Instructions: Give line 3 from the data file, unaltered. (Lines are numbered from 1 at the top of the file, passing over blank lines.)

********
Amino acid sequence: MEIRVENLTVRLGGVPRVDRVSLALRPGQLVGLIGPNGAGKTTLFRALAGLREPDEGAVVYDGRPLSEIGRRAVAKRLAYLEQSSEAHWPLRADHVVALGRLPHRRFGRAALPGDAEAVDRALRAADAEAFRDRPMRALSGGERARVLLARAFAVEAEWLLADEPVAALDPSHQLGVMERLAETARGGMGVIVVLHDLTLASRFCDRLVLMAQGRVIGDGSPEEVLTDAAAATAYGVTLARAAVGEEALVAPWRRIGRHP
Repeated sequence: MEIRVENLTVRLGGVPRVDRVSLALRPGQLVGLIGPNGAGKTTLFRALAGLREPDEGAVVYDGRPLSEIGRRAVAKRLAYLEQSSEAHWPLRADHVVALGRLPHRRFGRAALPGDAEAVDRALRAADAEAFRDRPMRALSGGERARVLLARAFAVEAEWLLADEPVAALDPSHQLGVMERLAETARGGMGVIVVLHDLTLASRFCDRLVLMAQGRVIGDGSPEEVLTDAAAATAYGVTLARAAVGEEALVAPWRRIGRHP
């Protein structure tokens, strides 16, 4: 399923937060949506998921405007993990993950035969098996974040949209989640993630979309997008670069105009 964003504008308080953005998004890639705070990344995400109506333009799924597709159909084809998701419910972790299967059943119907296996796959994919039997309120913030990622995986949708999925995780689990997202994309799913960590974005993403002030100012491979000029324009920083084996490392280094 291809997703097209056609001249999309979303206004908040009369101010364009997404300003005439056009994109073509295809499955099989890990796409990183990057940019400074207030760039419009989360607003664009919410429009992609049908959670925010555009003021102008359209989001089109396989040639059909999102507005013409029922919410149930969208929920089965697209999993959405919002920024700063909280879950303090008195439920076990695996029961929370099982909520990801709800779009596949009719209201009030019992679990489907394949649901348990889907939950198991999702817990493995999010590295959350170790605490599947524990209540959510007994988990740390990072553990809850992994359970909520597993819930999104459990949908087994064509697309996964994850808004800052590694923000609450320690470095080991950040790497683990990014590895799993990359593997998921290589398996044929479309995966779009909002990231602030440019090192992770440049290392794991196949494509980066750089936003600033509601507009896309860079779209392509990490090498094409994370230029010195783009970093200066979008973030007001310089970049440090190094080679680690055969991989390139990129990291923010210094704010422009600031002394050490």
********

């Protein structure tokens, strides 16, 4: 399923937060949506998921405007993990993950035969098996974040949209989640993630979309997008670069105009 964003504008308080953005998004890639705070990344995400109506333009799924597709159909084809998701419910972790299967059943119907296996796959994919039997309120913030990622995986949708999925995780689990997202994309799913960590974005993403002030100012491979000029324009920083084996490392280094 291809997703097209056609001249999309979303206004908040009369101010364009997404300003005439056009994109073509295809499955099989890990796409990183990057940019400074207030760039419009989360607003664009919410429009992609049908959670925010555009003021102008359209989001089109396989040639059909999102507005013409029922919410149930969208929920089965697209999993959405919002920024700063909280879950303090008195439920076990695996029961929370099982909520990801709800779009596949009719209201009030019992679990489907394949649901348990889907939950198991999702817990493995999010590295959350170790605490599947524990209540959510007994988990740390990072553990809850992994359970909520597993819930999104459990949908087994064509697309996964994850808004800052590694923000609450320690470095080991950040790497683990990014590895799993990359593997998921290589398996044929479309995966779009909002990231602030440019090192992770440049290392794991196949494509980066750089936003600033509601507009896309860079779209392509990490090498094409994370230029010195783009970093200066979008973030007001310089970049440090190094080679680690055969991989390139990129990291923010210094704010422009600031002394050490």